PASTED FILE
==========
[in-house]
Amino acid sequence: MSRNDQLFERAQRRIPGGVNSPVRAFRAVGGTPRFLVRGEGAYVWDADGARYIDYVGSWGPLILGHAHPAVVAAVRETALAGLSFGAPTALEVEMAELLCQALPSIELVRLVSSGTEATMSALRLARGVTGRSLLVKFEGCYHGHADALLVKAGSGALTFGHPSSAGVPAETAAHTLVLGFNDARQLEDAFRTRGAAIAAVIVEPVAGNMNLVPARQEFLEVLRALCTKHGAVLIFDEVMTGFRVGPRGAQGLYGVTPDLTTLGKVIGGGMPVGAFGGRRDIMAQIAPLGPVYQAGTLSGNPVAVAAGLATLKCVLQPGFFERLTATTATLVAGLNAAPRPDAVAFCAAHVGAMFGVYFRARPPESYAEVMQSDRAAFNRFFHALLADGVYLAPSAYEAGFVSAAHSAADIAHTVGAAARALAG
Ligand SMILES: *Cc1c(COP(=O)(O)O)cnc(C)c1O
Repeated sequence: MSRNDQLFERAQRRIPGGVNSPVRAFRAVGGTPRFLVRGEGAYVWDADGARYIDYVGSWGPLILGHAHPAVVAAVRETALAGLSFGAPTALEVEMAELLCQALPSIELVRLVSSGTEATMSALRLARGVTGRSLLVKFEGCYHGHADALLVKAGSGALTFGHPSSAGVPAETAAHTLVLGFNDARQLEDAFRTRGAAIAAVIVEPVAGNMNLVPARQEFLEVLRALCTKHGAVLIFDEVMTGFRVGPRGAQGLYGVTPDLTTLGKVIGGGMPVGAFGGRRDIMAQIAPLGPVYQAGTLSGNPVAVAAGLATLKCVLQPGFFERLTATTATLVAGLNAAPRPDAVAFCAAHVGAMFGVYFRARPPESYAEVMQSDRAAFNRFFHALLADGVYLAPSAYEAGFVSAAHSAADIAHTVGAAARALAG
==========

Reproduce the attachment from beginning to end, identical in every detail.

[in-house]
Amino acid sequence: MSRNDQLFERAQRRIPGGVNSPVRAFRAVGGTPRFLVRGEGAYVWDADGARYIDYVGSWGPLILGHAHPAVVAAVRETALAGLSFGAPTALEVEMAELLCQALPSIELVRLVSSGTEATMSALRLARGVTGRSLLVKFEGCYHGHADALLVKAGSGALTFGHPSSAGVPAETAAHTLVLGFNDARQLEDAFRTRGAAIAAVIVEPVAGNMNLVPARQEFLEVLRALCTKHGAVLIFDEVMTGFRVGPRGAQGLYGVTPDLTTLGKVIGGGMPVGAFGGRRDIMAQIAPLGPVYQAGTLSGNPVAVAAGLATLKCVLQPGFFERLTATTATLVAGLNAAPRPDAVAFCAAHVGAMFGVYFRARPPESYAEVMQSDRAAFNRFFHALLADGVYLAPSAYEAGFVSAAHSAADIAHTVGAAARALAG
Ligand SMILES: *Cc1c(COP(=O)(O)O)cnc(C)c1O
Repeated sequence: MSRNDQLFERAQRRIPGGVNSPVRAFRAVGGTPRFLVRGEGAYVWDADGARYIDYVGSWGPLILGHAHPAVVAAVRETALAGLSFGAPTALEVEMAELLCQALPSIELVRLVSSGTEATMSALRLARGVTGRSLLVKFEGCYHGHADALLVKAGSGALTFGHPSSAGVPAETAAHTLVLGFNDARQLEDAFRTRGAAIAAVIVEPVAGNMNLVPARQEFLEVLRALCTKHGAVLIFDEVMTGFRVGPRGAQGLYGVTPDLTTLGKVIGGGMPVGAFGGRRDIMAQIAPLGPVYQAGTLSGNPVAVAAGLATLKCVLQPGFFERLTATTATLVAGLNAAPRPDAVAFCAAHVGAMFGVYFRARPPESYAEVMQSDRAAFNRFFHALLADGVYLAPSAYEAGFVSAAHSAADIAHTVGAAARALAG